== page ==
Season 4 of Alias came out on DVD just as the fifth season was starting up, so the two of them kind of run together in my mind. In a lot of ways, Sydney’s struggles were a mirror of the ones that Alias’s producers went through: just as Sydney kept trying to create a simple, stable family unit that wasn’t built on deception, the writers kept trying to steer their show towards a simple, entertaining formula that wasn’t built on a non-existent story arc. Their attempts were always doomed to fail, though, by the presence that hung over everyone’s heads, guiding their actions even when they thought they were free of it: Rambaldi.

They tried to get away from Rambaldi in Season 4, “resetting” the show’s premise and putting as many stories as they could in between them and the impenetrable mess of continuity that they had built up for themselves over the years: a sister for Sydney and a daughter for Sloane, more evil organizations, more Derevkos, etc., etc. Then they reset things some more in Season 5, working in Jennifer Garner’s real-life pregnancy, killing old cast members off (and resurrecting them, and killing them off again), introducing new cast members (and killing some of them off as well), yet more evil organizations, you get the picture. None of it did any good in the end, and considering how many storylines got dropped along the way, most of it didn’t even manage to do much bad. No matter how many distractions the writers tossed out, and no matter how hard Sloane tried to convince everyone (including himself) that all he wanted was to be a good father, Alias always got sucked back into the whirlpool of continuity, as represented by a spinning, floating ball full of goopy liquid.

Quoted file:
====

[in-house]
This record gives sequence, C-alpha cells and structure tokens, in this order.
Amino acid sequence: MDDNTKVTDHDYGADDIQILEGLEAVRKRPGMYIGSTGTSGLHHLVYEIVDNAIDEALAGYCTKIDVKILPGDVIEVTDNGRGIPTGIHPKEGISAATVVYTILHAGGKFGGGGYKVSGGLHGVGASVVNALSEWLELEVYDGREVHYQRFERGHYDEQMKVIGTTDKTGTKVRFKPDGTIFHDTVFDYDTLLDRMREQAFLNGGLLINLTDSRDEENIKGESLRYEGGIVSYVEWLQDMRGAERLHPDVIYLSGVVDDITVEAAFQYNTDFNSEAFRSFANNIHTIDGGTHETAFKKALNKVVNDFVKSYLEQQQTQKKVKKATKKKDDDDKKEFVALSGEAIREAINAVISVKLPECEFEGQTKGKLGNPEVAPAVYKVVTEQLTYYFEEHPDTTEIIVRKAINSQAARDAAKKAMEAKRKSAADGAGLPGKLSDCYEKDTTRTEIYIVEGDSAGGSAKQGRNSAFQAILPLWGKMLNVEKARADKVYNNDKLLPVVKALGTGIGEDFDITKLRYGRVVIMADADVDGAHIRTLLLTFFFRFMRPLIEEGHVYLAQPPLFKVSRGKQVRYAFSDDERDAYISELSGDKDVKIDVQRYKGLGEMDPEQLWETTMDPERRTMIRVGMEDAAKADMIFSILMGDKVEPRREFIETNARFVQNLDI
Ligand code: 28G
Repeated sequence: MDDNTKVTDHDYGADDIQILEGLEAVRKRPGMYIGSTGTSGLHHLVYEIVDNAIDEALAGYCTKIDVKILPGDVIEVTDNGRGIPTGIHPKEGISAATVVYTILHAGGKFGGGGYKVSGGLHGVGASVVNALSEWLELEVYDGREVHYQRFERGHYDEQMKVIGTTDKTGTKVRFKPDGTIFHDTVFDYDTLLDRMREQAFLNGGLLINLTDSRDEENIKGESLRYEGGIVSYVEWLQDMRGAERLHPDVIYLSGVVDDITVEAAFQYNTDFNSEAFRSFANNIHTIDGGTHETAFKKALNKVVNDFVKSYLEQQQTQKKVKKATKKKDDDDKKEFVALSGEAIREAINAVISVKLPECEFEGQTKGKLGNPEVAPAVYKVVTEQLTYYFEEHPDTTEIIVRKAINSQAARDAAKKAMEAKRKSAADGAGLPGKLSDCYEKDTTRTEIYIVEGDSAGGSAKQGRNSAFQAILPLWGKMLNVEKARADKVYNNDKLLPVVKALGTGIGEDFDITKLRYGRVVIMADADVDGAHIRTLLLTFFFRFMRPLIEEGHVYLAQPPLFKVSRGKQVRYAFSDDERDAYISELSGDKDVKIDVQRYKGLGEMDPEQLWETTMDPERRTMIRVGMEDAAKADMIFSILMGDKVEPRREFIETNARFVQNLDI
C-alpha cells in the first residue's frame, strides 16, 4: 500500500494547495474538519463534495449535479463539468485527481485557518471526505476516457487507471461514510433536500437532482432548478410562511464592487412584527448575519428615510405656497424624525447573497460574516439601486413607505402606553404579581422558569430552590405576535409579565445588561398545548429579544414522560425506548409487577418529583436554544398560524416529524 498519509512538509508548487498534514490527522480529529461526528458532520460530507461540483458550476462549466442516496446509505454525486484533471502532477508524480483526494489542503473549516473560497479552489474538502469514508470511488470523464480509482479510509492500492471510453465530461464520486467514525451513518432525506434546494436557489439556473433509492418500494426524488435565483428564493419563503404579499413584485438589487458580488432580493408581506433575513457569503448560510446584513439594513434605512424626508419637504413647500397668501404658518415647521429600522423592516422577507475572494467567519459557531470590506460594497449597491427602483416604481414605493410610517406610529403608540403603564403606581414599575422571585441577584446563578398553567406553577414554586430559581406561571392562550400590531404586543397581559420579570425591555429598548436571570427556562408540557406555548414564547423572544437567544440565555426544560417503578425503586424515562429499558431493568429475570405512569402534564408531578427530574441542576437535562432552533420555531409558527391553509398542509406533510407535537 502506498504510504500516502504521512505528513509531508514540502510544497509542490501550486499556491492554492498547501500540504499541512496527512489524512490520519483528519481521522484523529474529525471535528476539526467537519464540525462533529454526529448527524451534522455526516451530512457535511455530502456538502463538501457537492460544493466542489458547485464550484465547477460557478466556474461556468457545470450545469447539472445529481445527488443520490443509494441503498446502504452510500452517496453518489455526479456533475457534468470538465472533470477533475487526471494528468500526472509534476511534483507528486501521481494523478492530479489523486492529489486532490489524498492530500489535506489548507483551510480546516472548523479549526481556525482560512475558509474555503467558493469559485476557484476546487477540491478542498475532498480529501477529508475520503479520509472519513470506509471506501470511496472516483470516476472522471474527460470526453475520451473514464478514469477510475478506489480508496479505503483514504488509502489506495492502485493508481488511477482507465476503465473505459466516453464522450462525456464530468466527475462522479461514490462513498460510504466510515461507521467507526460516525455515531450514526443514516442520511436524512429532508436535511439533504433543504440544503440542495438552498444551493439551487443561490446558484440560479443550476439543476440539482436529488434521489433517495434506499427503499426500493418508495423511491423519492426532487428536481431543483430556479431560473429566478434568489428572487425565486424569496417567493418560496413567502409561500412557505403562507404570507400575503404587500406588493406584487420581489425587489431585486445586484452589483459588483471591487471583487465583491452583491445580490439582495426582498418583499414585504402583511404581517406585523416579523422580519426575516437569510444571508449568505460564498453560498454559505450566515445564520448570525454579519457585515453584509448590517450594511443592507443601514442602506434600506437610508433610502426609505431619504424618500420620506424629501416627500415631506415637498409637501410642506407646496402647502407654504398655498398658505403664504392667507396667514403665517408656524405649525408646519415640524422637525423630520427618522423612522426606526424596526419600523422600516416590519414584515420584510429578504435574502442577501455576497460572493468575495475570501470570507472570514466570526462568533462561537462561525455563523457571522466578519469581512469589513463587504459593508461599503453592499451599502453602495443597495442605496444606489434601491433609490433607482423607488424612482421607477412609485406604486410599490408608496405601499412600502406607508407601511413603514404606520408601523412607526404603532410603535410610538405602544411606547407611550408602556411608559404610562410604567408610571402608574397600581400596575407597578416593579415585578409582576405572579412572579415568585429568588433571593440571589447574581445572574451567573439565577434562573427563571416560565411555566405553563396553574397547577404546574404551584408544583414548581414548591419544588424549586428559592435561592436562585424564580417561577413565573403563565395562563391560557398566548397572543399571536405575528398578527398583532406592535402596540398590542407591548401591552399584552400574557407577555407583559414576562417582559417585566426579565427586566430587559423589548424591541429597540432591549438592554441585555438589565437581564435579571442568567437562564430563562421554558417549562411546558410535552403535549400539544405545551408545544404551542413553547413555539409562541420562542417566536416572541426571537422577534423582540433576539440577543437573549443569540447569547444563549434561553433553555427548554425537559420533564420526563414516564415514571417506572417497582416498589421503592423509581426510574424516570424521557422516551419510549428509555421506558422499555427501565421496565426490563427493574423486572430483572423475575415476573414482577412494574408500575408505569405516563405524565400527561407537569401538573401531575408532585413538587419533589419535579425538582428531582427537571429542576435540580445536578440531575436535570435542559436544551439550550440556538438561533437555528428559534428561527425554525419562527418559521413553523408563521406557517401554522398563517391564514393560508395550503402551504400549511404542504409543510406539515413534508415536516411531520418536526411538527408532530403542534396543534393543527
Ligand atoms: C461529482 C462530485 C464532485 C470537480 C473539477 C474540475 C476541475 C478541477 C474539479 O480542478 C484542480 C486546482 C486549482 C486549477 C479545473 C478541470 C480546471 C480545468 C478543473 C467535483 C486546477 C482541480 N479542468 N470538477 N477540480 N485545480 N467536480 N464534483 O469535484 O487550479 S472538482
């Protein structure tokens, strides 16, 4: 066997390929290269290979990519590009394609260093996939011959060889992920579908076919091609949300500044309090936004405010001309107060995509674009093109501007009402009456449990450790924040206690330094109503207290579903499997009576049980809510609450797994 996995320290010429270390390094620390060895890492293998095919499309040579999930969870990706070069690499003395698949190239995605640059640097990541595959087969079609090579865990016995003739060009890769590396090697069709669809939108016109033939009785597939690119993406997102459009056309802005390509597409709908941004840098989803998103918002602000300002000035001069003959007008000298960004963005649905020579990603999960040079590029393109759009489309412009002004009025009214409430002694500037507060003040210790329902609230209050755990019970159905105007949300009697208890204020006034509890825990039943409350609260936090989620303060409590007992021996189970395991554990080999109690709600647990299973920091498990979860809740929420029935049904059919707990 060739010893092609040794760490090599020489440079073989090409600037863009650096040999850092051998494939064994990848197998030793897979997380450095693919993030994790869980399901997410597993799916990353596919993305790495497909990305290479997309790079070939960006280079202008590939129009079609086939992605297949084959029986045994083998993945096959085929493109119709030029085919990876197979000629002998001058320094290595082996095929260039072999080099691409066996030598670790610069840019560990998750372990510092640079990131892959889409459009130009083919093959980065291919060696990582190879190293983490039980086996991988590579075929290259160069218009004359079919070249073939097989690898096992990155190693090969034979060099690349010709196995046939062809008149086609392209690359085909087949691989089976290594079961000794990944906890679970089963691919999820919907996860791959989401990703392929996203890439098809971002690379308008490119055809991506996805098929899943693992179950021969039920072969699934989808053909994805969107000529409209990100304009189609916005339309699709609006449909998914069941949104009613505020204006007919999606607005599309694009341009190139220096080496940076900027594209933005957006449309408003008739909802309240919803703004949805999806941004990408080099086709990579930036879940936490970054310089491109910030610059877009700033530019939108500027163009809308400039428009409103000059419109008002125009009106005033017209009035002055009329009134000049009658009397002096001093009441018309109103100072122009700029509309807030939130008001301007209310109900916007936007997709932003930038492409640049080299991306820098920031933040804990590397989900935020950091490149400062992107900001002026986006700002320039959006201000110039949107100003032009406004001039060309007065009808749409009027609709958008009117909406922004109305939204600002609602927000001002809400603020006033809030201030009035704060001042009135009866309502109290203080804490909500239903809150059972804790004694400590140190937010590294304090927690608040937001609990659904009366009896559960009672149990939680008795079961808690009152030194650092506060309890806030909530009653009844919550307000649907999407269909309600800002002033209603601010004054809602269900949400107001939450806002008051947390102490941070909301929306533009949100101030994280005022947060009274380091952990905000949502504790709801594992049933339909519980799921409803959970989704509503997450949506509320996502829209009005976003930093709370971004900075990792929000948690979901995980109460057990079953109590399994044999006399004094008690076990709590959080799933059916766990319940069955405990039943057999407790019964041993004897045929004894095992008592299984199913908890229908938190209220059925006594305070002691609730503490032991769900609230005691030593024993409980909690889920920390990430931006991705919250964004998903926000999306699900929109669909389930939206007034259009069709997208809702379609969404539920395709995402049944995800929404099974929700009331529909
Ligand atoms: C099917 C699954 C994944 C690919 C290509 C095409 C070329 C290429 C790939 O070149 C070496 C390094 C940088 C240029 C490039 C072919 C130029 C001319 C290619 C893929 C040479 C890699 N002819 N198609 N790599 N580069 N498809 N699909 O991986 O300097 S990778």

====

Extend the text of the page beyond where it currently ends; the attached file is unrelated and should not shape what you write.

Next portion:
The funny thing is that while most of Alias’s run involved lurching around in search of a plot that made sense, it wasn’t until ABC announced the show’s cancellation that the writers finally gave in and accepted the fact that “sense” was simply never going to be a part of their legacy in the way that dysfunctional families and bright red wigs would be. The last few episodes, then, weren’t so much about tying up the loose ends that Rambaldi and J.J. Abrams left dangling as they were about unravelling the thread completely, and as a result, they were surprisingly easy to watch. It’s almost as if unloading the show of all its extra baggage allowed it to roll downhill to its finale, with a parade of guest stars to give it a little extra momentum. In terms of continuity and plot construction, the show’s final episode was a complete mess, but Sydney was pretty and kicked ass, Vaughn was even prettier and never learned to shave, Sloane was a complete nutball, and Jack was the baddest of badasses. And that’s all we ever asked for.